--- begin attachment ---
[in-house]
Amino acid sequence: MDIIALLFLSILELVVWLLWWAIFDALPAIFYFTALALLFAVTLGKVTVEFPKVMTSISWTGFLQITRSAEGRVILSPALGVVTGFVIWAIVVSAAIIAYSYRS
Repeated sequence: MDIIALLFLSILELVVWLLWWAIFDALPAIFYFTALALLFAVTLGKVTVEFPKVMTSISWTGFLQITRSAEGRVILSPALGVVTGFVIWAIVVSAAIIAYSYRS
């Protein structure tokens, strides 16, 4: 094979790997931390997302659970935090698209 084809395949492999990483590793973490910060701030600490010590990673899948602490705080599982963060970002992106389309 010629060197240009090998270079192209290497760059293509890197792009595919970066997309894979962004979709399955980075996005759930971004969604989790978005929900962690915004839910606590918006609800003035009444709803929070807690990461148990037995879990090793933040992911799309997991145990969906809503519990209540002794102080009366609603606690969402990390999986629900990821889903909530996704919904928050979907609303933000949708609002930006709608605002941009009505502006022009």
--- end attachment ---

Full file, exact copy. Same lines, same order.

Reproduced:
[in-house]
Amino acid sequence: MDIIALLFLSILELVVWLLWWAIFDALPAIFYFTALALLFAVTLGKVTVEFPKVMTSISWTGFLQITRSAEGRVILSPALGVVTGFVIWAIVVSAAIIAYSYRS
Repeated sequence: MDIIALLFLSILELVVWLLWWAIFDALPAIFYFTALALLFAVTLGKVTVEFPKVMTSISWTGFLQITRSAEGRVILSPALGVVTGFVIWAIVVSAAIIAYSYRS
């Protein structure tokens, strides 16, 4: 094979790997931390997302659970935090698209 084809395949492999990483590793973490910060701030600490010590990673899948602490705080599982963060970002992106389309 010629060197240009090998270079192209290497760059293509890197792009595919970066997309894979962004979709399955980075996005759930971004969604989790978005929900962690915004839910606590918006609800003035009444709803929070807690990461148990037995879990090793933040992911799309997991145990969906809503519990209540002794102080009366609603606690969402990390999986629900990821889903909530996704919904928050979907609303933000949708609002930006709608605002941009009505502006022009």